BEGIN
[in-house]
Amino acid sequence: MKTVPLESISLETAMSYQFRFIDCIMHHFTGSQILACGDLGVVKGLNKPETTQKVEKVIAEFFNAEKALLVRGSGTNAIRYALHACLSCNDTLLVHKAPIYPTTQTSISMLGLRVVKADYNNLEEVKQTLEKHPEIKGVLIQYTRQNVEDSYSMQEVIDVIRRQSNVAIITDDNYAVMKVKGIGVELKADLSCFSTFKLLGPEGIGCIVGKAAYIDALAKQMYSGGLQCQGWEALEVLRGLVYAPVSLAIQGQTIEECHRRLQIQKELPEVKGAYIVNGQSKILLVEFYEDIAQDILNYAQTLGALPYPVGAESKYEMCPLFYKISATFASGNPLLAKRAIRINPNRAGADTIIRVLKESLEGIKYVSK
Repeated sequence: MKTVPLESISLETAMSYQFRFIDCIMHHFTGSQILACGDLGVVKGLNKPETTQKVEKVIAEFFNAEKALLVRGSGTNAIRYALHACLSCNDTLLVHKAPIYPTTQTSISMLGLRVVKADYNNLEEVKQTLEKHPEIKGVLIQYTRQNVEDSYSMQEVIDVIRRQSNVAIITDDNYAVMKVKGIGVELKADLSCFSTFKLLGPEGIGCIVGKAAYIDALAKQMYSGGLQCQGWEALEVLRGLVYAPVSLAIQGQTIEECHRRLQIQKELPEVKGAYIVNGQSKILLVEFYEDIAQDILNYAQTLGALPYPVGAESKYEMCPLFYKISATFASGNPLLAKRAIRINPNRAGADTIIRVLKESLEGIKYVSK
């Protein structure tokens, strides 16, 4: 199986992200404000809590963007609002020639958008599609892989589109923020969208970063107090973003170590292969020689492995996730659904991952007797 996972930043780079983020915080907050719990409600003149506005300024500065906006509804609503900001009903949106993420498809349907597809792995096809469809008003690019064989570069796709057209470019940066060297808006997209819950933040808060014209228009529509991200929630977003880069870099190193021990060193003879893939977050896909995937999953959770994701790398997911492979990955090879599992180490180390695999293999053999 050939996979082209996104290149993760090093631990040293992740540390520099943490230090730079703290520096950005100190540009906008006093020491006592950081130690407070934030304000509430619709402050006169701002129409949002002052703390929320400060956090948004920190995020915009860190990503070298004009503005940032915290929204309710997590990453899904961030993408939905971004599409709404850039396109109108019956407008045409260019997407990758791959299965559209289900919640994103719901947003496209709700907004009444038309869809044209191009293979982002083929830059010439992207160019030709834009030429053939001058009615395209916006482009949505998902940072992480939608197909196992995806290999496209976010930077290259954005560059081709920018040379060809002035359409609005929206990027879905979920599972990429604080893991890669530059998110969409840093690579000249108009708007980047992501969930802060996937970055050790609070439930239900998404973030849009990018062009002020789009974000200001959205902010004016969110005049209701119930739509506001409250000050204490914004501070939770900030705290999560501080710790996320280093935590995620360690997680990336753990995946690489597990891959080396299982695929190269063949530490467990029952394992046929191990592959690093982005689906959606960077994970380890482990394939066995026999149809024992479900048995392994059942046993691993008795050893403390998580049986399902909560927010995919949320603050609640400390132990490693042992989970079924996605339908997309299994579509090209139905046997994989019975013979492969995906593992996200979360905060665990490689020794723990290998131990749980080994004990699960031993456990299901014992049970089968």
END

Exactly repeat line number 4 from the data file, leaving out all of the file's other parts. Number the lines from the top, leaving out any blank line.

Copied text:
């Protein structure tokens, strides 16, 4: 199986992200404000809590963007609002020639958008599609892989589109923020969208970063107090973003170590292969020689492995996730659904991952007797 996972930043780079983020915080907050719990409600003149506005300024500065906006509804609503900001009903949106993420498809349907597809792995096809469809008003690019064989570069796709057209470019940066060297808006997209819950933040808060014209228009529509991200929630977003880069870099190193021990060193003879893939977050896909995937999953959770994701790398997911492979990955090879599992180490180390695999293999053999 050939996979082209996104290149993760090093631990040293992740540390520099943490230090730079703290520096950005100190540009906008006093020491006592950081130690407070934030304000509430619709402050006169701002129409949002002052703390929320400060956090948004920190995020915009860190990503070298004009503005940032915290929204309710997590990453899904961030993408939905971004599409709404850039396109109108019956407008045409260019997407990758791959299965559209289900919640994103719901947003496209709700907004009444038309869809044209191009293979982002083929830059010439992207160019030709834009030429053939001058009615395209916006482009949505998902940072992480939608197909196992995806290999496209976010930077290259954005560059081709920018040379060809002035359409609005929206990027879905979920599972990429604080893991890669530059998110969409840093690579000249108009708007980047992501969930802060996937970055050790609070439930239900998404973030849009990018062009002020789009974000200001959205902010004016969110005049209701119930739509506001409250000050204490914004501070939770900030705290999560501080710790996320280093935590995620360690997680990336753990995946690489597990891959080396299982695929190269063949530490467990029952394992046929191990592959690093982005689906959606960077994970380890482990394939066995026999149809024992479900048995392994059942046993691993008795050893403390998580049986399902909560927010995919949320603050609640400390132990490693042992989970079924996605339908997309299994579509090209139905046997994989019975013979492969995906593992996200979360905060665990490689020794723990290998131990749980080994004990699960031993456990299901014992049970089968």